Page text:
COVID-19 challenges local, state tourism

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Cedar Cove Resort and Cottages, 2710 Gulf Drive N., Holmes Beach, had no vacancies March 13, as spring breakers continued to arrive on Anna Maria Island. Islander Courtesy Photo: Alan Sneed

It seems if it’s not one thing it’s another.

Tourism on Anna Maria Island bounced back after the red tide siege of 2018 and outperformed previous years of resort tax collections, but now businesses are facing the coronavirus crisis — COVID-19.

Elliott Falcione, executive director of the Bradenton Area Convention and Visitors Bureau, has weathered hurricanes, red tides and other disruptions to the flow of business in Manatee County. Now he is negotiating messages dealing with a novel virus with no precedent.

“We are communicating daily with the county emergency management, the state health department and the Centers for Disease Control so we can effectively and accurately communicate to our tourists,” Falcione wrote to The Islander March 12.

“Like all adverse occurrences, we will always be transparent and honest with the marketplace,” he continued.

On March 11, President Donald Trump announced a 30-day travel ban for most European countries. It began March 13 at midnight and applies to all foreign-born people who have been in Europe within the past 14 days.

Trump also announced on March 14 the extension of the travel ban to the United Kingdom and Ireland beginning March 16. The ban does not apply to U.S. citizens or legal permanent residents and their families.

Mark Stuckey, senior vice president and chief operating officer of the Sarasota-Manatee International Airport told The Islander in an email the travel ban will only have a “slight impact on SRQ as the majority of international passengers using SRQ are domestic.”

 

Vacation rentals on AMI

Jen Bowman of Keller Williams on the Water, with offices in Holmes Beach and Bradenton Beach, deals in rentals, as well as homes for sale.

Bowman told The Islander March 13 they saw some cancellations on rentals due to coronavirus.

“I think some people are afraid to travel and we have had at least one cancel due to the European travel ban. We are refunding because we feel it’s the right thing to do,” she said.

Bowman said some travel insurance policies apparently do not cover losses for virus cancellations.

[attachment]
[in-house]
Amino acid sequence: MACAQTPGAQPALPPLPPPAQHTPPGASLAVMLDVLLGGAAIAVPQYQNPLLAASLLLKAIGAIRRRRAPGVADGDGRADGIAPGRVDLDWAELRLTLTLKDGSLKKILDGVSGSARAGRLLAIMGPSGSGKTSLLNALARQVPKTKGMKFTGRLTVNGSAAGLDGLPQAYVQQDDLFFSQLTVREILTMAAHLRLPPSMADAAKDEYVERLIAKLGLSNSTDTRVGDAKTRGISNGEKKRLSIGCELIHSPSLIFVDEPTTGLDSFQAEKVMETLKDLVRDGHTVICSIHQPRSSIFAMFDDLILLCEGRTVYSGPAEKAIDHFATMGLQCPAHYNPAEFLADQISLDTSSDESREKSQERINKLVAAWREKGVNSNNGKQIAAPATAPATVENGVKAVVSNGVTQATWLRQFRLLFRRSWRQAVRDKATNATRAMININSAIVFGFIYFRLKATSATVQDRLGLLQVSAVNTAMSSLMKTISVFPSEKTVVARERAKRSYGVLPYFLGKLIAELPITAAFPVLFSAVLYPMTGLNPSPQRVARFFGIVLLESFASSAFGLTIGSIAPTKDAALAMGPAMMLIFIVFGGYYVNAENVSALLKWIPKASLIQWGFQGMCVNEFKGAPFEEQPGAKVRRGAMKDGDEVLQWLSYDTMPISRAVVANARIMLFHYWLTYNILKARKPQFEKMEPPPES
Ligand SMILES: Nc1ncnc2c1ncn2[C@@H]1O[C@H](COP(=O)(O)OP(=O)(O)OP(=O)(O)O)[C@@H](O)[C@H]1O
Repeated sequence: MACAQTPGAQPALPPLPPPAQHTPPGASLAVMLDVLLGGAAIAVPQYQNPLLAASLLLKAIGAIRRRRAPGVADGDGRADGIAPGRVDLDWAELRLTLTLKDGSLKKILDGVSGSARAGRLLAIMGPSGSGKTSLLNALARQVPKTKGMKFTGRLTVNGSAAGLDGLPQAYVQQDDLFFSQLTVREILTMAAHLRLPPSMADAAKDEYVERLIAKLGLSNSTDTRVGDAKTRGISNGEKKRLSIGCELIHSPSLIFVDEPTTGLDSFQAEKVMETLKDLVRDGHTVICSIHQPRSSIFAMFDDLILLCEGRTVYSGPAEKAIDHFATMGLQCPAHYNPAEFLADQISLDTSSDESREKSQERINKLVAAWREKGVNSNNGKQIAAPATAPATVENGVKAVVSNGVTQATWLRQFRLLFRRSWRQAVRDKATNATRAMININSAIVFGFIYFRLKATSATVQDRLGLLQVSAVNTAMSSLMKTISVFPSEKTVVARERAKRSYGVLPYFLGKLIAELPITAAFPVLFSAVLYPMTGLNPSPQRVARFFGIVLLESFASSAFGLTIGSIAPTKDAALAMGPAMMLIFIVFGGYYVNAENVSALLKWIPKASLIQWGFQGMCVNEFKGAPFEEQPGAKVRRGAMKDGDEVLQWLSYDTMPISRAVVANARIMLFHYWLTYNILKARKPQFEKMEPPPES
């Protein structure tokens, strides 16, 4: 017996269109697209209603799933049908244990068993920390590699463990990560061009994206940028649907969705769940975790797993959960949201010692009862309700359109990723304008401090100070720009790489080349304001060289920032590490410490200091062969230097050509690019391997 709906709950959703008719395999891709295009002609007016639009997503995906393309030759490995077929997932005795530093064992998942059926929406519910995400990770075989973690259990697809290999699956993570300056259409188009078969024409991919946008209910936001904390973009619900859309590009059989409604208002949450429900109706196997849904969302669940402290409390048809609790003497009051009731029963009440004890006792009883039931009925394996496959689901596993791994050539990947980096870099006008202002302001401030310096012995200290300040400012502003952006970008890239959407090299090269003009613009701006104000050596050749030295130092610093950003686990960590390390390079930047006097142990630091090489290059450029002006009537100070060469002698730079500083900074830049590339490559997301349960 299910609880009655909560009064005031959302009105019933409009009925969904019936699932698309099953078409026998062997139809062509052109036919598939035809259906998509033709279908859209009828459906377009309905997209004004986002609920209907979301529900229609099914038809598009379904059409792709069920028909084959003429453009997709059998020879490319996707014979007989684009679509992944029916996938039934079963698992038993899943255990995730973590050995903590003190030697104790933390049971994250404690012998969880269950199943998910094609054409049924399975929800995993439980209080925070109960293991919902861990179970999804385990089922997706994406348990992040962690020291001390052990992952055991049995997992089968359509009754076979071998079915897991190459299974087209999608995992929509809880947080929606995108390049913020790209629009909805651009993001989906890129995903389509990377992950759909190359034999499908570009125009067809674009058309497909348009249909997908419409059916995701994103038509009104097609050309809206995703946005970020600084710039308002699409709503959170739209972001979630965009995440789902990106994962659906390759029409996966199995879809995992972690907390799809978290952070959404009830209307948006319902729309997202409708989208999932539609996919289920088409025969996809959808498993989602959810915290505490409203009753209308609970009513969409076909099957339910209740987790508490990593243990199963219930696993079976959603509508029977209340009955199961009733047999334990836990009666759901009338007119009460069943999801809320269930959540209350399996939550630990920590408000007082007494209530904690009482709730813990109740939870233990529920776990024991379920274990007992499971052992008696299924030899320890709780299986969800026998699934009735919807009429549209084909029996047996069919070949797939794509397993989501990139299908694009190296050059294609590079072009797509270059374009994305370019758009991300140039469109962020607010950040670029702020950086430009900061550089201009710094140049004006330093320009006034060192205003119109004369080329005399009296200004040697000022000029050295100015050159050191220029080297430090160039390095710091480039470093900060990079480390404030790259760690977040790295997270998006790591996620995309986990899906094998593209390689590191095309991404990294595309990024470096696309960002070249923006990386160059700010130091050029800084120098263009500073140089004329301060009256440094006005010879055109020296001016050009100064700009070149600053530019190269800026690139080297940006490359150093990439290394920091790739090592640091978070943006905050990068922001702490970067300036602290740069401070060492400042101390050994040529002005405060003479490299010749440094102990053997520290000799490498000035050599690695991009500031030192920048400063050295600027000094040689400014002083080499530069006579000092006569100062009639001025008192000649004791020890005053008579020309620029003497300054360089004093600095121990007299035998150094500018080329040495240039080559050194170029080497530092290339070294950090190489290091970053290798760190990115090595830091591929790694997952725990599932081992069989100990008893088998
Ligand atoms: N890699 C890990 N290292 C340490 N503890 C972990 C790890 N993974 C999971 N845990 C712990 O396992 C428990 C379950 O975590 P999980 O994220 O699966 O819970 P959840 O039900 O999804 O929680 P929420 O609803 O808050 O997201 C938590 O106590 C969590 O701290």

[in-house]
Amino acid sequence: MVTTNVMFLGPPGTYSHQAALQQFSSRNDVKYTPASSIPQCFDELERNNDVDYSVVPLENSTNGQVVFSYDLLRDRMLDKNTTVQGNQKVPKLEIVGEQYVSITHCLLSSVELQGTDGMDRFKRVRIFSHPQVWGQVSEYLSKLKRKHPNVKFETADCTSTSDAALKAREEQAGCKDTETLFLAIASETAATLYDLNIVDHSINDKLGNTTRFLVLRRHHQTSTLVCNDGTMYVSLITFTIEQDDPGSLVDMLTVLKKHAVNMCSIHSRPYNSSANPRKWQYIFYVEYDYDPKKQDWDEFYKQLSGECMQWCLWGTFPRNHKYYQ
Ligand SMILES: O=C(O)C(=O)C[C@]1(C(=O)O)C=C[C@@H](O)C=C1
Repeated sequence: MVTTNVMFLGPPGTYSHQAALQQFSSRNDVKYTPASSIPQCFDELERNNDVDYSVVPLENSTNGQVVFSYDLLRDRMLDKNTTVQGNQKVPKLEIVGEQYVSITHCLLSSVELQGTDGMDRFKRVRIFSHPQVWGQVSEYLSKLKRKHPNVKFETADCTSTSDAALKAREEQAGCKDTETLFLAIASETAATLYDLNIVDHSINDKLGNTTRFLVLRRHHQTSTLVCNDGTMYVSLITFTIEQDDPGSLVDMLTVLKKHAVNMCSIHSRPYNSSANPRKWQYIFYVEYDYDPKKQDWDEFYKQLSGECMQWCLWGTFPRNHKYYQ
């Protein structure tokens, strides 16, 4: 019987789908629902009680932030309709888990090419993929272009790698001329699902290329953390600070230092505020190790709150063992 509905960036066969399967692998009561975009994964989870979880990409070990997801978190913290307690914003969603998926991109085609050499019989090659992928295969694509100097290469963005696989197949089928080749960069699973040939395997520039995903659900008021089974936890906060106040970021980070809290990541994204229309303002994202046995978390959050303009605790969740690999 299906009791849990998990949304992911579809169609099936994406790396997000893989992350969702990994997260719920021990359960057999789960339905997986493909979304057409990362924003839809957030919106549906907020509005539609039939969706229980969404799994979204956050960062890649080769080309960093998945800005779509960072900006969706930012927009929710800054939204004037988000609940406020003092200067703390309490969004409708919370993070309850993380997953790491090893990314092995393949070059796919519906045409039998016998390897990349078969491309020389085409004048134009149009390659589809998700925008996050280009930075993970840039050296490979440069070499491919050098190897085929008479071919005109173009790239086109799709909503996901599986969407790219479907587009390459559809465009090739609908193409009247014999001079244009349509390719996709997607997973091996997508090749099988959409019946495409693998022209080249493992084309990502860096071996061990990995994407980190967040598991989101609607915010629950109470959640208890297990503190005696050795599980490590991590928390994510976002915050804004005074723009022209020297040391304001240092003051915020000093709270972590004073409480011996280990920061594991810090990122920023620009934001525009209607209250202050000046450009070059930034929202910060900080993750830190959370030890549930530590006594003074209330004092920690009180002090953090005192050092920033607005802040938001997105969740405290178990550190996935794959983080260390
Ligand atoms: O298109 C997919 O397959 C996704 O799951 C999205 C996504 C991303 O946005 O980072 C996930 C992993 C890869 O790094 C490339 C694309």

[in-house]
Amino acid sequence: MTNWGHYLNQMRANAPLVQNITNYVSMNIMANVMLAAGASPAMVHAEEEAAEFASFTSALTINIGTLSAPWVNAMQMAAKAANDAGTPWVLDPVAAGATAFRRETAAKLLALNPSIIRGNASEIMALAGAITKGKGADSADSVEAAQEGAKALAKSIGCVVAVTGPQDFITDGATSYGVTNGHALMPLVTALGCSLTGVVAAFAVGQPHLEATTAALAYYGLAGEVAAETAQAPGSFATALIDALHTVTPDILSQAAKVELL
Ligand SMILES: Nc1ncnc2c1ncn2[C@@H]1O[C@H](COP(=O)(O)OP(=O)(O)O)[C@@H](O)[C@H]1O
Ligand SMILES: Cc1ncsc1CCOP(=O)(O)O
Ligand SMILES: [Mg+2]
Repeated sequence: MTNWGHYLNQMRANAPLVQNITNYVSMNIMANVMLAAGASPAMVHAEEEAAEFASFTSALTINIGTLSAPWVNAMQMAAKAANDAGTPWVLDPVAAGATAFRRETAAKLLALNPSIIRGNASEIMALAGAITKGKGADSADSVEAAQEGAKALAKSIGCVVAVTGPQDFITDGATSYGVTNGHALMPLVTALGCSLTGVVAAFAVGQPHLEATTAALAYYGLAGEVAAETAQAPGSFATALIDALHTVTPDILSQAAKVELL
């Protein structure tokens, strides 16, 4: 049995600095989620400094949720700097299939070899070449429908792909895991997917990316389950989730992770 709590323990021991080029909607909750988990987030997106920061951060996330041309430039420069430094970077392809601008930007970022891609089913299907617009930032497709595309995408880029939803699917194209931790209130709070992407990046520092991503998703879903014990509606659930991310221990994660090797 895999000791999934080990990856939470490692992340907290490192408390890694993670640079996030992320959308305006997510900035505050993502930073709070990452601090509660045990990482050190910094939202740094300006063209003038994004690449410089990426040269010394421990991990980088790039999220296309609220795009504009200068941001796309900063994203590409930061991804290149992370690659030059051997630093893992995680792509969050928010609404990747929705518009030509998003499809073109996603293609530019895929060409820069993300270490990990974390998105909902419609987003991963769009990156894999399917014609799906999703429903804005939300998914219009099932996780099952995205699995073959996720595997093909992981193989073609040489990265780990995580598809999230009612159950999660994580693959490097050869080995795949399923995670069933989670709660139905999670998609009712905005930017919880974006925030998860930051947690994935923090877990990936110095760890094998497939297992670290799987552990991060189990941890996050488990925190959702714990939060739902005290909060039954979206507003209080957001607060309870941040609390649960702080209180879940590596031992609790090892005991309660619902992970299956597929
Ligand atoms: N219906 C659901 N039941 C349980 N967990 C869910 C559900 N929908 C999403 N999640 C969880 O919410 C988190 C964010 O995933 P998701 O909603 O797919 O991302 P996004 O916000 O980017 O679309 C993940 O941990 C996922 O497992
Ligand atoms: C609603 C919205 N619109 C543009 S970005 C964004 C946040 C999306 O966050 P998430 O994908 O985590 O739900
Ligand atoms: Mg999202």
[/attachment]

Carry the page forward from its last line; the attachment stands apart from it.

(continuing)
“It will only be covered if they took the full insurance and not just medical, which does not cover it,” she said.

Bowman said she’s confident the cancellations would be booked by other vacationers..

“I see people on Facebook still looking for lodging for spring break on Anna Maria Island,” she said. “We are optimistic.”

Meanwhile, Falcione said the BACVB had a third-party organization monitoring short-term rental cancellations and she expected a report in a few weeks.

“We have a steady business coming into our community and we believe that our statewide business will remain strong,” Falcione said.

 

Business on AMI

On AMI, Sherman Baldwin of the Bradenton Beach Area Merchants sent a news release March XX saying the members are open for business.

“You just need to take a short ride to Bradenton Beach. Add to it our pristine beaches, parasailing, boat tours, boat rentals to putt-putt golf, we have it all,” Baldwin stated.

In an effort to reassure locals and travelers, Publix Super Market chief executive officer Todd Jones issued a statement March 12 concerning actions the stores are taking to safeguard grocery shoppers, including a heightened disinfection program in all stores, keeping supplies on shelves and using alternative shopping methods, such as delivery for those people who need such measures.

On March 13, Publix announced stores would close nightly at 8 p.m. to allow for sanitation and restocking, but toilet paper, bleach, hand-sanitizer and wipes remained scarce on the shelves.

As for tourism promotions, Falcione said the BACVB “will evaluate all other markets outside of Florida weekly so we know whether or not to continue to advertise our destination at this point in time.”

The Anna Maria Island Chamber of Commerce continues to issue updates concerning the coronavirus outbreak. The latest update March 13 announced the activation of a business damage assessment, with a link to the survey for local businesses.

“We continue to reach out to our businesses,” chamber president Terri Kinder said March 16, adding that the Beach ‘N Food Truck Festival was postponed indefinitely and the chamber’s tourism at the Manatee Public Beach was closed to “protect our workers.”